(A) Survival curves of Japan Sea (red) and Pacific Ocean (blue) stickleback fed only DHA-free Artemia and Japan Sea (pink) and Pacific Ocean (light blue) stickleback fed marine-derived diets. (B) Survival curves of Japan Sea stickleback fed DHA-free Artemia (dark red) or Artemia enriched with several fatty acids, including DHA (pink). The two panels indicate independent replicate crosses. (C) DHA contents in the brain and eye of two species fed only DHA-free Artemia. **P < 0.01. (D) Relative copy numbers of Fads2 in males and females of Japan Sea and Pacific Ocean sticklebacks estimated from whole-genome resequencing (WGS) data. Different letters above the boxes indicate significantly different pairs (P < 0.05). (E) Expression levels of Fads2 at 40 to 60 days after fertilization. *P < 0.05. (F) Survival curves of Fads2-transgenic (yellow-green) and GFP-transgenic (gray) Japan Sea stickleback fed only DHA-free Artemia. The two panels indicate independent replicate crosses. (G) Whole-body DHA content of Fads2-transgenics (yellow-green) and GFP-transgenics (gray) at 40 days after fertilization, when Japan Sea stickleback start to die on DHA-free diets. *P < 0.05. RPKM, reads per kilobase per million reads.

Our whole-genome resequencing revealed that Fatty acid desaturase 2 (Fads2), a gene encoding a key enzyme catalyzing desaturation in DHA biosynthesis (fig. S6 and table S4) (2022), has a higher copy number in Pacific Ocean stickleback than in Japan Sea stickleback (Fig. 2D and fig. S7) (F1,12 = 79.8, P < 0.01). Higher Fads2 copy numbers in females compared with males (F1,12 = 11.7, P < 0.01) (Fig. 2D and fig. S7) are due to the X linkage of Fads2 (see below). RNA sequencing further revealed that Pacific Ocean stickleback express Fads2 at higher levels than Japan Sea stickleback (F1,12 = 5.3, P < 0.05 for brain; F1,12 = 7.0, P < 0.05 for eyes) when fed only DHA-free Artemia (Fig. 2E and fig. S8).

To directly demonstrate the effects of Fads2 copy number on survival, we made transgenic Japan Sea stickleback overexpressing Fads2. When fed only DHA-free Artemia, the Fads2-trangenics showed higher survival rates (Fig. 2F) and higher DHA content at 40 days after fertilization than the control GFP-transgenics (P < 0.01) (Fig. 2G and fig. S9). Analysis of an F2 intercross between Pacific Ocean and Japan Sea sticklebacks further showed that hybrids with higher Fads2 copy number had higher survival rates at 40 to 60 days after fertilization (P < 0.01: 10.0 to 12.1% of variance explained) and longer overall life span (P < 0.05) (fig. S10). The higher survival rate of females compared with males in Japan Sea stickleback is consistent with the higher Fads2 copy number in females (P < 0.01) (fig. S11). These data suggest that the lower Fads2 copy number may be a constraint to colonization of DHA-deficient freshwater niches by Japan Sea stickleback.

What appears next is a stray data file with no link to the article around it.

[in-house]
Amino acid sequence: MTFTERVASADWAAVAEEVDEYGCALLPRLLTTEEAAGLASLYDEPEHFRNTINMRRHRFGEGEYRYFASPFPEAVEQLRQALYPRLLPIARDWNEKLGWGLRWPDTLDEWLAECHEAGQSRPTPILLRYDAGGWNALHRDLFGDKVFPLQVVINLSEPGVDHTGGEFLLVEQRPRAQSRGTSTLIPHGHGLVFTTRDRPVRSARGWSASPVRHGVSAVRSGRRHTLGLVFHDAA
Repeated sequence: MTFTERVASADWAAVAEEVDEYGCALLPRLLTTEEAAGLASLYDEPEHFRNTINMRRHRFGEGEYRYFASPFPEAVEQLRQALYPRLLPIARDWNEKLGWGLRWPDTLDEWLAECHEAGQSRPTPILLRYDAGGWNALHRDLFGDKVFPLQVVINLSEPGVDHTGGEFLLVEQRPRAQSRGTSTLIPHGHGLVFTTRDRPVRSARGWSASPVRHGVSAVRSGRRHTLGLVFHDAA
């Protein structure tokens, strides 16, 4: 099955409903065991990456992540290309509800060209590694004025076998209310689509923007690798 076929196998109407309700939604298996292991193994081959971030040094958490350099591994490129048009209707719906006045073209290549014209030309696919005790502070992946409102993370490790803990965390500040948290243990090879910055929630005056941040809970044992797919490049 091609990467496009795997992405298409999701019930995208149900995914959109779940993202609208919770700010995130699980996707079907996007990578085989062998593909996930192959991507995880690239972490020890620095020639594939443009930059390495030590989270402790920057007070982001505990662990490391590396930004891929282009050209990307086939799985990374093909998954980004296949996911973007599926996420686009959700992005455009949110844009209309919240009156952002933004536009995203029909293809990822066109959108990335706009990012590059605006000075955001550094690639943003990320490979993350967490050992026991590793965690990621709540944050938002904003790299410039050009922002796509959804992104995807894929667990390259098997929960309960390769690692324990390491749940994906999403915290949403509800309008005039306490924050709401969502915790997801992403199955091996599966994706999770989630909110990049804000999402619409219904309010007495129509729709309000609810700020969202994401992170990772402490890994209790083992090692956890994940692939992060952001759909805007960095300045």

Fluorescence in situ hybridization (FISH) revealed that Fads2 was located only on the X chromosome [linkage group (LG) 19] in Japan Sea stickleback, but on LG12 and LG19 in Pacific Ocean stickleback (Fig. 3A). This result was confirmed by linkage analysis of Fads2 copy number using an F2 intercross (fig. S12). Genes flanking Fads2 on LG19, but not on LG12, showed conserved synteny with other teleosts (fig. S13). Furthermore, an outgroup, G. wheatlandi, another marine stickleback with no known freshwater populations (10), has Fads2 on LG19 but not on LG12 (table S5) and copy numbers similar to those of Japan Sea stickleback (fig. S14). Thus, LG19 is the ancestral location of Fads2, and copy-and-paste transposition of Fads2 from LG19 to LG12 increased the ability to synthesize DHA in G. aculeatus, but not in G. nipponicus or G. wheatlandi. At the LG12 locus, where a 12-kb insertion containing Fads2 and several types of transposons exist in G. aculeatus (Fig. 3B and fig. S15), G. wheatlandi and G. nipponicus possess transposons without Fads2 (figs. S16 to S18). This suggests that transposons might have mediated the Fads2 transposition and/or that this locus is a hot spot of insertion–deletion mutations (23).

Fig. 3 Extra copy of Fads2 on LG12 in G. aculeatus.

(A) FISH results with 4ʹ,6-diamidino-2-phenylindole (DAPI) nuclear staining. The left panel indicates a Japan Sea stickleback male with one Fads2 copy (green) on the X chromosome (circled). In a Pacific Ocean stickleback male, Fads2 (red) was located on the X chromosome (circle in the middle panel) and both copies of autosomal LG12 (circles in the right panel). The colors for Fads2 and LG19 or LG12 are flipped between the Japan Sea and Pacific Ocean males. Note that LG19 is either the X or Y chromosome, and the LG19 probe detects the region retained on the Y chromosome. (B) Genome structure around Fads2 on LG19 and LG12 of G. aculeatus and the corresponding region on LG12 of G. nipponicus and G. wheatlandi. Arrows and arrowheads indicate genes and repetitive sequences, respectively. White numbers indicate insertion size.

The estimated timing of Fads2 duplication within G. aculeatus is 0.80 Ma ago (95% highest posterior density: 0.47 to 1.16 Ma ago) (fig. S19), which is much earlier than the end of the last glacial period (0.012 Ma ago), when most stickleback freshwater colonization occurred (1, 10). Marine sticklebacks from western North America and Europe also repeatedly colonized freshwater habitats and radiated into diverse ecotypes (10). Our results show that they also have the extra copy of Fads2 on LG12, with copy numbers similar to those of the Pacific Ocean stickleback in Japan (Fig. 4A and figs. S16 and S22C to S22F). These data confirm that transposition onto LG12 occurred before the split between the Pacific and the Atlantic Ocean lineages (0.3 to 0.5 Ma ago) (24). Thus, the preexisting duplication of Fads2 has likely given G. aculeatus an advantage over other Gasterosteus species in colonizing freshwater habitats. However, our estimate suggests that Fads2 on LG12 is younger than the oldest known freshwater Gasterosteus fossil (10). Ancient extinct freshwater species may therefore have possessed additional Fads2 copies somewhere in the genome or adapted to DHA-deprived diets through other mutations.